Today, TRUSTe announced a new program to certify software.  It’s focused primarily on adware.

Here’s the idea:

It’s a whitelist of programs that have passed certification.  These programs can then access ostensibly broader networks of distribution because they have passed the certification.

This well-intentioned move does have some meat to it. You can see the influence of the Center for Democracy and Technology (CDT) on the documents.  These are not “light” requirements.  The requirements are actually fairly stringent and from that standpoint, I’m impressed.

From the TRUSTe site:

To be placed on the whitelist, adware and trackware must prominently disclose the types of advertising that will be displayed, personal information that will be tracked, and user settings that may be altered, and must obtain user opt-in consent for the download. An easy uninstall with clear instructions must be provided, and advertisements must be labeled with the name of the adware program. Program participants must maintain separate advertising inventory for users of certified applications. To move legacy users to certified advertising inventory, they must obtain new opt-in consent.

Executive summary here.  Full requirements document here. (These are Word docs that I can only presume are safe.  I really wish they would have used PDF!)

So what’s the problem? I’m concerned that Truste is, in effect, legitimizing adware and that’s a bigger issue.

The larger, “mainstream” adware companies such as Claria and WhenU (assuming they get certified) will now have the ability to greatly increase their distribution network, under the cloak of “certification”.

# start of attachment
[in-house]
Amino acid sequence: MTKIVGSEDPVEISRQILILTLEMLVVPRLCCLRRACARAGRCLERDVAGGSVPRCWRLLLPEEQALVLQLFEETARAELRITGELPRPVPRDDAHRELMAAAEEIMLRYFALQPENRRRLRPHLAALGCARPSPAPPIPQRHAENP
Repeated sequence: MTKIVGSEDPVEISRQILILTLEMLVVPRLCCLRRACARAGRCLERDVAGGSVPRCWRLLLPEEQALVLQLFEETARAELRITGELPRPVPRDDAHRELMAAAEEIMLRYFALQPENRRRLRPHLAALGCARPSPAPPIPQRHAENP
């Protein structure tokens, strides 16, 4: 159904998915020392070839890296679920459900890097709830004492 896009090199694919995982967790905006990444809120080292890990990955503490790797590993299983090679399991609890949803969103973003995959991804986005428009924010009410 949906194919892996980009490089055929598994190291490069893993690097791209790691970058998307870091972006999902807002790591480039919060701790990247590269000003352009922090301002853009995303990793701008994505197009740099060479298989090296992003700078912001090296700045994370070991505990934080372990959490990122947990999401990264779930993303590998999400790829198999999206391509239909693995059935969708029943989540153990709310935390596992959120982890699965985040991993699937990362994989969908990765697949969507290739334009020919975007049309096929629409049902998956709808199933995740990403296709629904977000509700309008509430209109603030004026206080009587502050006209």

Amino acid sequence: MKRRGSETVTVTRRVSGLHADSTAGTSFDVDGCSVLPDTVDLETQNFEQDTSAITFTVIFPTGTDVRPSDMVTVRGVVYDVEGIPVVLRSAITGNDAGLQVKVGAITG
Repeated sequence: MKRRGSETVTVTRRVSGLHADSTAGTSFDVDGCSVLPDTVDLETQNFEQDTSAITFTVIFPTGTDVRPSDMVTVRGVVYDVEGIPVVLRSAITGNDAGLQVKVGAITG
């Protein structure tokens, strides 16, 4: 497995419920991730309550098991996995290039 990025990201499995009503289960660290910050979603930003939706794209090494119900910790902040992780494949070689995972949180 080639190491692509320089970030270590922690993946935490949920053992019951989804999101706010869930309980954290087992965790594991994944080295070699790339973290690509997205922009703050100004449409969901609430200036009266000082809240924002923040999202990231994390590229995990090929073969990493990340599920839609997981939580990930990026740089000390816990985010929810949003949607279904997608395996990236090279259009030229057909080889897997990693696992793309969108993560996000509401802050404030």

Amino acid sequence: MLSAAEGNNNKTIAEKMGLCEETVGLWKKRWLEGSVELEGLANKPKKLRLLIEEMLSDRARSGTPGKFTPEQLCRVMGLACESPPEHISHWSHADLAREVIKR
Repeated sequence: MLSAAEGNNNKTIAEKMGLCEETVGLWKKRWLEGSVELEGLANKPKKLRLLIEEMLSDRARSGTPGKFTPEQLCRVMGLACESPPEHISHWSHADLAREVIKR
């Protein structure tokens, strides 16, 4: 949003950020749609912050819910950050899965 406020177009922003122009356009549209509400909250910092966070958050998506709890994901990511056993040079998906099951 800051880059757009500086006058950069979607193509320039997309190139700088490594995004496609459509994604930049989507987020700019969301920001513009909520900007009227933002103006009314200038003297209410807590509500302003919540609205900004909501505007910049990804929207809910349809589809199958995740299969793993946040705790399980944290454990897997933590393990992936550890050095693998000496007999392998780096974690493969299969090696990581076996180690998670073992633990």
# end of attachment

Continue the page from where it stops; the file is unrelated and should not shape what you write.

Now, this is not a certification that’s outward facing — it’s a whitelist used by web sites owners to determine if the app is “acceptable” to put on their site.  

Hmmm…ok.  Let’s keep in mind that it’s still adware that will spawn ads in the user’s face.

It’s redolent of the CAN SPAM Act of 2003. It turns out that CAN SPAM really did mean that — you could spam.  CAN SPAM effectively created a safe-harbor for companies, when in fact, the question should be asked: Why are we getting the spam in the first place? 

Who needs adware in the first place?  What is the real quid-pro-quo that the user is getting?

Installing a program like Weatherbug, which displays advertisements inside its application (and is itself something that has real use), is a far cry from an application that spawns pop-ups while the user is surfing.  Or provides “targeted” search results.  No matter how much disclosure you layer on top of it, the user should be getting a fair exchange and there’s a lot of soft factors — will users really understand that search results, for example, might be sponsored and not actual organic results? 

Note I’m not an anti-advertising zealot.  But should we be even going down the slippery slope of effectively condoning adware as a concept?

Your thoughts are welcome.

Alex Eckelberry